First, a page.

Ancient Vessels, Modern Wines

Like their historic counterparts, Italy’s winemakers have embraced the use of clay amphorae, crafting a new breed of beverage.
Photo by David Yoder

For thousands of years, terra cotta containers called anfore, orci or giare in Italian were the only option available to early winemakers transforming grape juice into wine. Originating in what is now Georgia—the part of the Caucasus credited as the birthplace of wine some 6,000 years ago—these large ceramic jars are still used in the region.

Georgia’s amphora wines remained virtually unknown to the rest of the world until the turn of the 21st century, when Italian winemaker Josko Gravner visited the area and brought some of the clay vessels, known there as qvevri, to Italy.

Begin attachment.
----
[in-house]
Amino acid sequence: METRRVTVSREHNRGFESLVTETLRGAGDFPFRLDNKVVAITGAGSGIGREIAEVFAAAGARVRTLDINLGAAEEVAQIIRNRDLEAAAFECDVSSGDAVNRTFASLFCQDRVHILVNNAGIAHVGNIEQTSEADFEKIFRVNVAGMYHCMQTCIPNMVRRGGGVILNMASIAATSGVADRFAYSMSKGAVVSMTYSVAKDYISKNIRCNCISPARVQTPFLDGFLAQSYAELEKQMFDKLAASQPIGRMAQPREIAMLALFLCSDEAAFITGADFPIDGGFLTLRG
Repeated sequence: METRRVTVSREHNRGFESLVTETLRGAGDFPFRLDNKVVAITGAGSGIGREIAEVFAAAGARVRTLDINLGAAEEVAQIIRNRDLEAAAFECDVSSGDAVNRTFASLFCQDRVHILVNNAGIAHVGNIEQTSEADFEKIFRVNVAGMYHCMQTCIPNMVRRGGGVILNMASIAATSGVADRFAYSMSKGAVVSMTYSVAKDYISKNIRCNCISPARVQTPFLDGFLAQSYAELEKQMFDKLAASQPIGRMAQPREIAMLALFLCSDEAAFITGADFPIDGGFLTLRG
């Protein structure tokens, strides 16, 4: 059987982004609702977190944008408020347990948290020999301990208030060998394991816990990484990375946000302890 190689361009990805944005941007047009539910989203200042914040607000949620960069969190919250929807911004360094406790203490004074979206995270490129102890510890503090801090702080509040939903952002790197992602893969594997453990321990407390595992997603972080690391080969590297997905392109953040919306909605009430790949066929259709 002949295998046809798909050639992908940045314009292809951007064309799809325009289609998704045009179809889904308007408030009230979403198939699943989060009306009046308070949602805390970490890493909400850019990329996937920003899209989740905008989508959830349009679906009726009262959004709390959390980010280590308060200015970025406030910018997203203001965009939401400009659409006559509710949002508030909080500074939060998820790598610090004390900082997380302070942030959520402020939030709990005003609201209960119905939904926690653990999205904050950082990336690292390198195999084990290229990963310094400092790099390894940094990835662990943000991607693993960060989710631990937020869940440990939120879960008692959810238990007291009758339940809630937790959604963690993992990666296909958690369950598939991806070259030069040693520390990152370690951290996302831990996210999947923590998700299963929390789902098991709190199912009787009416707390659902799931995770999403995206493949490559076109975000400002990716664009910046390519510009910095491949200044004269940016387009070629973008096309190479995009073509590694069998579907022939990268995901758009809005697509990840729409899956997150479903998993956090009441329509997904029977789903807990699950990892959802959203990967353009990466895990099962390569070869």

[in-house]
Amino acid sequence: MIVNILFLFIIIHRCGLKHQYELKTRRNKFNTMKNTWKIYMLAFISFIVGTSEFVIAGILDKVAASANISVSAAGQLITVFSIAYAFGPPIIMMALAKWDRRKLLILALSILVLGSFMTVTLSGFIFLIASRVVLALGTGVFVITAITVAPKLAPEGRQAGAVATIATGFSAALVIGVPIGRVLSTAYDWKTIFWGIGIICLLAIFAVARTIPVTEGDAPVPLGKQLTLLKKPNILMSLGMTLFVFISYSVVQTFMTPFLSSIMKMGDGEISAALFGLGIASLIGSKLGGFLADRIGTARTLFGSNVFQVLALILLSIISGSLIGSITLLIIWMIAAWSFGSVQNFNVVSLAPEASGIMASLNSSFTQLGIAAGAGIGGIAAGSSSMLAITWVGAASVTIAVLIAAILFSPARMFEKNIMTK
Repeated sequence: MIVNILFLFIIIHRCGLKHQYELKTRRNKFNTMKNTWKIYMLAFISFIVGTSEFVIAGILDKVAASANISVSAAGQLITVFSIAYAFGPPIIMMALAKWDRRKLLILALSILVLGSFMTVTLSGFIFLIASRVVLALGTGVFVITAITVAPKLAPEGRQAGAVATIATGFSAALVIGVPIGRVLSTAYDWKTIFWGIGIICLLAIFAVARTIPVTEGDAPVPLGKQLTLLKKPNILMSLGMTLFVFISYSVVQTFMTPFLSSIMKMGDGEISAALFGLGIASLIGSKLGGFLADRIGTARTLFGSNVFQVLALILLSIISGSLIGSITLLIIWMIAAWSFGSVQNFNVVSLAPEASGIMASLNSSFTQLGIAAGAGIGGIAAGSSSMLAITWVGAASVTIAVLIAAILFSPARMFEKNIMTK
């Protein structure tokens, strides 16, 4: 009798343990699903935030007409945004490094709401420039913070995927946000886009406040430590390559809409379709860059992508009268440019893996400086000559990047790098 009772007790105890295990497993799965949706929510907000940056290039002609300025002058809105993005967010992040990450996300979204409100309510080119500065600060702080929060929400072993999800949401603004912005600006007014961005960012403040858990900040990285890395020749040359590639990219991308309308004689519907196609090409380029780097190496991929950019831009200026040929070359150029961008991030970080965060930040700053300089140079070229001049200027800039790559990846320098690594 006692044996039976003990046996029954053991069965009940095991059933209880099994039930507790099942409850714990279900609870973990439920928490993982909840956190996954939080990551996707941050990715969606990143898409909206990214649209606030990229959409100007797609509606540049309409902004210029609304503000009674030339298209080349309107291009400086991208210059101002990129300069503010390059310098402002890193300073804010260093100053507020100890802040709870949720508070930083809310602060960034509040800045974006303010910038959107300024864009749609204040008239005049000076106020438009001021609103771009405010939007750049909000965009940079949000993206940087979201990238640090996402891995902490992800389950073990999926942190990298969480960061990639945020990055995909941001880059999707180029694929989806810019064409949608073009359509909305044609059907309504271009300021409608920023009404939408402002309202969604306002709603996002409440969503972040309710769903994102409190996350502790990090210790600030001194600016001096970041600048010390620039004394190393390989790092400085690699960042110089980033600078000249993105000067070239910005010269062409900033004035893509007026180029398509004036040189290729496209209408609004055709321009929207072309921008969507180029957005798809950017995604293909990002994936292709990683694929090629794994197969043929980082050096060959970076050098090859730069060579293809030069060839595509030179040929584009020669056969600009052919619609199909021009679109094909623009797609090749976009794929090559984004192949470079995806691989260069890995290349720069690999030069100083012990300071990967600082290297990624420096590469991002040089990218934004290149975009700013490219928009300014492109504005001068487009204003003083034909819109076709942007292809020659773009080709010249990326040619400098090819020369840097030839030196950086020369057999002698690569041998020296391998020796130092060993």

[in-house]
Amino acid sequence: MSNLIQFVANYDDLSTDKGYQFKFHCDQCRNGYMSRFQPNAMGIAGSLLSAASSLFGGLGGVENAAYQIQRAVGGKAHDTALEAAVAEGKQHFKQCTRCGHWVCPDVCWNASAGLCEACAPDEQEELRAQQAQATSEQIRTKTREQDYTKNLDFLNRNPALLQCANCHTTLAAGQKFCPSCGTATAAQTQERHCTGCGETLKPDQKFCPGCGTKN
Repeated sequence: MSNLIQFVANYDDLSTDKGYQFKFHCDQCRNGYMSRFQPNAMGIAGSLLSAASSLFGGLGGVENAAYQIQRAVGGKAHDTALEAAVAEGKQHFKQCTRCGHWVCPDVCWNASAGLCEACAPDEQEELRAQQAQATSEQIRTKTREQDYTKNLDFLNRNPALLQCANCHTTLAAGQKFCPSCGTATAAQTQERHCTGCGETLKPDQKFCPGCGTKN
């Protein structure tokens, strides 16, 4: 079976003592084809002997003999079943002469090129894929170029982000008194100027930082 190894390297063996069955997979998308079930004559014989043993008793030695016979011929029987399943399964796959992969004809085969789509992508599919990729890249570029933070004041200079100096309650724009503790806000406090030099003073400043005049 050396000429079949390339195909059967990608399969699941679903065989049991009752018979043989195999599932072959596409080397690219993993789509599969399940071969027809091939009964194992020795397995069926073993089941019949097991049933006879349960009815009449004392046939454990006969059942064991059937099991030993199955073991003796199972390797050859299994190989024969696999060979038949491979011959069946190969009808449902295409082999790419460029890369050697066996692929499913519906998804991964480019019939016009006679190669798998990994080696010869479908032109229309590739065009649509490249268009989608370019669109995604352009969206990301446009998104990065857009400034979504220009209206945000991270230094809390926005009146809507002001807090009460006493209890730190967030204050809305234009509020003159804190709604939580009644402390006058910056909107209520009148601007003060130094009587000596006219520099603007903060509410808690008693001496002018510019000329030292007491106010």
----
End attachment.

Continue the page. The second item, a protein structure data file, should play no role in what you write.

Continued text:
Today, a small but growing number of producers have adopted amphorae of varying sizes and origins. For most converts, amphorae are the natural progression of a holistic approach to winemaking that includes avoiding harsh chemicals in the vineyards and a hands-off approach in the cellars. Winemakers who have switched to amphorae say the vessels produce the purest expression of their grapes and vineyard areas.

From beguiling honeyed whites to earthy reds boasting radiant fruit purity, you’ll never forget a wine vinified in amphora.

Jasko Gravner, Gravner
Jasko Gravner / Photo by David Yoder

Gravner | Pottery Pioneer

Before he switched to amphorae, Josko Gravner had turned in his traditional casks for stainless steel. Gravner, whose vineyards lie in the heart of Friuli’s Collio zone in northeast Italy and stretch into Slovenia, later settled on barriques, believing these were essential for quality wine.